We live in a society obsessed with youth, a world where youth is synonymous with both beauty and success. Models and TV personalities are airbrushed to avoid any trace of wrinkles. Mature female personalities are ousted for superstars with perkier breasts. This desperate quest for youth drove Americans to spend a staggering $12.9 billion on cosmetic procedures in 2014, a figure from the American Society of Plastic Surgeons that’s less than surprising in our age obsessed world.
People are willing to pay hundreds of dollars for anti-aging facial creams and for many, facial injections to get back that firm and youthful appearance are perceived as a necessity. According to the American Society of Plastic Surgeons, procedures involving Botox, short for botulinum toxin, were performed 6.7 million times within the USA in 2014 alone. We’ll do anything – saggy breasts are so unsightly that we’ll even cut ourselves open and pump them full of silicone gel. Yet, while the money we fritter on looking young seems to be forever on the increase, the quest for eternal youth is one on which we’ve embarked repeatedly throughout human history.
Death and the never-ending struggle against it
There are as many myths and legends about eternal youth as there are brands of bogus anti-aging cream. As far back as the fifth century BC, mankind has told elaborate stories about the fountain of youth, a mythical spring that brings youth to those who drink from or bathe in it. When the Greek historian Herodotus attributed the longevity of the Macrobians, an ancient Libyan tribe, to their magical water fountain, he couldn’t possibly have comprehended that millennia into the future the legend would be featured in the fourth installment of Pirates of the Caribbean.
And who could forget the Philosopher’s Stone and the Elixir of Life, an obsession of alchemists for centuries, kept alive through popular fiction, such as in the Harry Potter books? Since the Middle Ages, the Philosopher’s Stone and the quest for youth have motivated alchemists to experimentally mix all sorts of ingredients. The search for youth was the primitive precursor to the modern science of chemistry. And what’s honestly changed? Fast-forward to today and the compulsive search for youth is still continuing within scientific laboratories across the globe.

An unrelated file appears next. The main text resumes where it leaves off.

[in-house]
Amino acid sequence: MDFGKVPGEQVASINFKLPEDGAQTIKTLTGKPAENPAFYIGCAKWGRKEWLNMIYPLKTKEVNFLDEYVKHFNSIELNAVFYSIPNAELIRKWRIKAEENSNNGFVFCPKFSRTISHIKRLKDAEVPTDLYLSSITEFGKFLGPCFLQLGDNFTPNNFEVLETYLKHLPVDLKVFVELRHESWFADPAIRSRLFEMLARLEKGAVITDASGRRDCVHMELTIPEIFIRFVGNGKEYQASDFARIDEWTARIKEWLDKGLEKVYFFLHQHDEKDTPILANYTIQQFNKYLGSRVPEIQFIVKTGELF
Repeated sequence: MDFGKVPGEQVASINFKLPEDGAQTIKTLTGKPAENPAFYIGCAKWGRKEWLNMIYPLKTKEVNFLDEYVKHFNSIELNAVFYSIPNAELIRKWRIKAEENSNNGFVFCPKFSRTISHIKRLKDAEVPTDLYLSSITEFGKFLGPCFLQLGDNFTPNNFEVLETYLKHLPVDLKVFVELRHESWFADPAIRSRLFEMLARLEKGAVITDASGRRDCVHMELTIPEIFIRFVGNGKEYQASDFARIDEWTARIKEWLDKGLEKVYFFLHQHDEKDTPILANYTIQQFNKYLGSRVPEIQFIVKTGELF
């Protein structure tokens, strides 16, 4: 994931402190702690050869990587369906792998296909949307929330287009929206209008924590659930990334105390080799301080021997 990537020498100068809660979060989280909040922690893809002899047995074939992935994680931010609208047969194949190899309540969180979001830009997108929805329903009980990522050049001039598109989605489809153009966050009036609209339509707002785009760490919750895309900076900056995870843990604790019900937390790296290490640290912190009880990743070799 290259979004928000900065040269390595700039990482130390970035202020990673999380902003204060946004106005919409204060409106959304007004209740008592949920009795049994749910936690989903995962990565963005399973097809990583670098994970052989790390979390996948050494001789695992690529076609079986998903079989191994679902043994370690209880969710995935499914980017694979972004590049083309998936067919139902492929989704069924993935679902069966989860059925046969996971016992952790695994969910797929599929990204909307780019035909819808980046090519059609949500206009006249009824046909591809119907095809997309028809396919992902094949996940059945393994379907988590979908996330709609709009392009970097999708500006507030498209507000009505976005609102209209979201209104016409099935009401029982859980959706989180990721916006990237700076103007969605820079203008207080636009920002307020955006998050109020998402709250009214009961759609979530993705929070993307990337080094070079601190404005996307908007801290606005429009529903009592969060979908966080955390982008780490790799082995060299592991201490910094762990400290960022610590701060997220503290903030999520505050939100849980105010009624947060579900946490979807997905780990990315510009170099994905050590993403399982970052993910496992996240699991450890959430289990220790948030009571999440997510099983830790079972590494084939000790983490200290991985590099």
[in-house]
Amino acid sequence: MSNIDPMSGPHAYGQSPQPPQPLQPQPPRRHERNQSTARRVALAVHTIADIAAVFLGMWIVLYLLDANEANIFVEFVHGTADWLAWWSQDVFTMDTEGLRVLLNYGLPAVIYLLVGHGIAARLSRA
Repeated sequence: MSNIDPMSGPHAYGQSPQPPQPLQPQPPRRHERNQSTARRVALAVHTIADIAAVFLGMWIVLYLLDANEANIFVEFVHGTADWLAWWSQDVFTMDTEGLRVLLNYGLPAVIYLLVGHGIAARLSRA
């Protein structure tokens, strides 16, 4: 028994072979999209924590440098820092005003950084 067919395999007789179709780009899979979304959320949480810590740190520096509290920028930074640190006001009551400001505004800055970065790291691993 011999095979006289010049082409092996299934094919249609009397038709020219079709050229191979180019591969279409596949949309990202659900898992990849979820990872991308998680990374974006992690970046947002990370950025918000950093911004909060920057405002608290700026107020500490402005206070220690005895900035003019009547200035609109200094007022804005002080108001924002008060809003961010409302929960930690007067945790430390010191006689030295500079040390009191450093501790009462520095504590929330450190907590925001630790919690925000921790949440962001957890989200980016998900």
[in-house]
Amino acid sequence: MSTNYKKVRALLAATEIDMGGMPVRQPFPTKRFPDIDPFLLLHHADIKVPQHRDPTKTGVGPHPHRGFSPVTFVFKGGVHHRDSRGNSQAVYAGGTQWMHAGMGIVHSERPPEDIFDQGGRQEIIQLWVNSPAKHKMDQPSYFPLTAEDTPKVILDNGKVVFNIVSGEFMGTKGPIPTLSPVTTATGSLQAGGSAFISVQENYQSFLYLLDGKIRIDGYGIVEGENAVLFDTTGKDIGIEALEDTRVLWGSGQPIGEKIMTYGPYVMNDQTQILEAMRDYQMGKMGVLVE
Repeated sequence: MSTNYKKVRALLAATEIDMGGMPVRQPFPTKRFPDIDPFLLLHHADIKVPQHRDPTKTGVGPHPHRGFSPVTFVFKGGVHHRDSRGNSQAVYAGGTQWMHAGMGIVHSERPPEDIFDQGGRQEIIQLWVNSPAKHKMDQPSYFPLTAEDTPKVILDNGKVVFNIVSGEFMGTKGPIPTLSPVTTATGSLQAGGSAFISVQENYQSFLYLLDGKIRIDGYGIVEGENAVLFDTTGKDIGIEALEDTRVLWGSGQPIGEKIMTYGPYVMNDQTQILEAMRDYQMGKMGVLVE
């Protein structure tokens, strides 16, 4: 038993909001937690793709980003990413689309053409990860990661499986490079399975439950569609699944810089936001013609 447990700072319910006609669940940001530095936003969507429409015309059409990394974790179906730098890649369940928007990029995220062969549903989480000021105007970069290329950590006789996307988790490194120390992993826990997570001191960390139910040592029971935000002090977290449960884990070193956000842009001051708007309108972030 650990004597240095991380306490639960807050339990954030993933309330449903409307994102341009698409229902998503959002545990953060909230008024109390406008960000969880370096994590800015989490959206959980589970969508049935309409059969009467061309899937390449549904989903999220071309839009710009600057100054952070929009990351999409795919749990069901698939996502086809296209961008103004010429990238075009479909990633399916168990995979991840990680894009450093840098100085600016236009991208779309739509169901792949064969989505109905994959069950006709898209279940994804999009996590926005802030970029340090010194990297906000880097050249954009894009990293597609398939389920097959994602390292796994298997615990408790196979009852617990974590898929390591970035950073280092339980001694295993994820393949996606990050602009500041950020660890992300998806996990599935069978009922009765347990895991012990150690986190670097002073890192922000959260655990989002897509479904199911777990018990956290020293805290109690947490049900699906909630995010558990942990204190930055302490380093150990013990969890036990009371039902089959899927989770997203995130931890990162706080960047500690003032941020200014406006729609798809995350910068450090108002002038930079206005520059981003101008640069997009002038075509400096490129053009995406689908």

Can science cure aging?
Modern science is rapidly advancing our understanding of aging, including surprising links between aging and our brains. Researchers at the Albert Einstein College of Medicine in New York have uncovered links between aging and inflammation in the hypothalamus, the tiny but important part of our brain responsible for production of hormones that help govern hunger, thirst and body temperature. Altering how signals work within the hypothalamus can theoretically slow down the aging process, and has already been shown to increase longevity in mice by about 20 percent. It’s promising, and only represents a small fraction of the frenzied global effort to understand, and ultimately conquer, aging.
Immense sums of money are thrown into our modern quest for eternal youth, with large global corporations and billionaires keen to play a role. Physician and investor Joon Yun is playing his part by sponsoring The Palo Alto Longevity Prize. Launched in 2014, it encourages scientists to hack the code that controls our lifespan, offering one million dollars in prize money to the team that extends the lifespan of a mouse by 50 percent. And he’s not alone. In 2013, multinational giant Google founded their biotech company, Calico (California Life Company), with the ambitious aim of curing death and other age-related diseases like cancer and Alzheimer’s. Along with AbbVie they may co-invest up to $1.5 billion to the cause. But all this money doesn’t do much to comfort somebody standing grey-haired in front of a mirror now. Luckily, there may be a way around that – for a price, of course.
Fork out $80,000, and we’ll freeze your brain.
Cryopreservation, the process of freezing the brain or body in liquid nitrogen, is no longer confined to the realms of science fiction. Despite no guarantee of success, people are willing to freeze themselves, for the mere possibility of future revival. The gruesome process involves draining the blood and bodily fluids then pumping the body full of an antifreeze-like liquid that prevents the formation of damaging ice crystals. Alcor, one of the biggest cryopreservation companies in the world, now offers memberships and death plans. The cost, however, is immense; $80,000 to preserve the brain, or $200,000 for the whole body, and that’s excluding yearly membership fees. But that hasn’t deterred the 138 people Alcor has already frozen. Will the costs for them ultimately be worth it, or are we merely indulging in an expensive burial ritual, the modern day equivalent of mummification? Unfortunately, there’s no way of knowing for sure until the future.
Humanity’s been obsessed with immortality and youth throughout its entire history. But, while modern science is determined to fight aging – and is progressing – true eternal youth is far beyond its current capabilities. Instead, we fake it until we make it, developing and shamelessly consuming cosmetic products and procedures that give the illusion of youth. But do we ever stop and wonder if it truly makes us happy? Sure, obsessing over youth can make you look pretty, but in truth, the preoccupation with youth can become an ugly obsession.